After several years of criticism over lax
enforcement of existing anticorruption laws, and more than a decade of failed
efforts to pass similar legislation, the UK is on the verge of passing
comprehensive anti-bribery legislation. The UK Bribery Bill is modeled after
but reaches beyond the
United States' Foreign Corrupt Practices Act (FCPA), U.S. legislation that has
in the past few years been enforced aggressively by the U.S. government against
both U.S. and foreign companies.
The Bribery Bill is scheduled for its second
reading before the House of Commons this week, and is on track for passage in
the next two months. If enacted during this session of Parliament, the Bribery
Bill would come into effect in 2010 and give the UK a strong platform upon which
to build new anticorruption enforcement efforts.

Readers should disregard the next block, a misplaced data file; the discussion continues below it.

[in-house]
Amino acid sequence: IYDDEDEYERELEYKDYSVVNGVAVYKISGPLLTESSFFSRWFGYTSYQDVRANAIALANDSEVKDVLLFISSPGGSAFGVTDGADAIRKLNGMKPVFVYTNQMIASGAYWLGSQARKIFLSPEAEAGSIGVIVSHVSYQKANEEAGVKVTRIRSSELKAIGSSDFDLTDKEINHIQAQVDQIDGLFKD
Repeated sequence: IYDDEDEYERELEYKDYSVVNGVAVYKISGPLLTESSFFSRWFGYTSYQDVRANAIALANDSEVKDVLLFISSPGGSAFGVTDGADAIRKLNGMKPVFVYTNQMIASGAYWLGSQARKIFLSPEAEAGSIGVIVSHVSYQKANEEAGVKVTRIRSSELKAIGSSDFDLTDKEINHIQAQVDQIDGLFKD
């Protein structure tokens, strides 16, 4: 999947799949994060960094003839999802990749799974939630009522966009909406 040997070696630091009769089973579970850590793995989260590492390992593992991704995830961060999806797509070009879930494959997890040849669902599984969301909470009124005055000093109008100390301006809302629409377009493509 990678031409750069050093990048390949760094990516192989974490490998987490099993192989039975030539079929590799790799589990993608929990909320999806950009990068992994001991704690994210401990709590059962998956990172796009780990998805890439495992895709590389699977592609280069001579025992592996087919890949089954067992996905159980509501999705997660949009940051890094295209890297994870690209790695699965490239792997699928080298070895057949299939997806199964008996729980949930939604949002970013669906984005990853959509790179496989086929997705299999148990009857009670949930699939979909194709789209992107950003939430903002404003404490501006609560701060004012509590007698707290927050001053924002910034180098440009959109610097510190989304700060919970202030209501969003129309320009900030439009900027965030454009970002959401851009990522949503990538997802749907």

The general structure of the Bribery Bill's
anticorruption regime is familiar to anyone who has experience with the FCPA,
including penalties for the payment or offer of illicit inducements to foreign
government officials, and for failure to have adequate controls in place to
detect and remediate corruption issues as they arise. However, the UK
legislation takes that model several steps further, including, for example,
criminal liability for bribery occurring in purely commercial settings.
A detailed review of the Bribery Bill can be
here, including a description of its four offences, their jurisdictional
reach and those areas where the Bribery Bill and FCPA diverge.
Government, Regulatory and Criminal Investigations Department has attorneys
with extensive experience defending anticorruption investigations; conducting
anticorruption risk assessments, audits and internal investigations; and
designing and helping to implement overall and anticorruption-specific
corporate compliance programs and training. For more information about the
capabilities of our Government, Regulatory and Criminal Investigations
Department in this or any other area, including the capabilities of
International Fraud/Anticorruption group.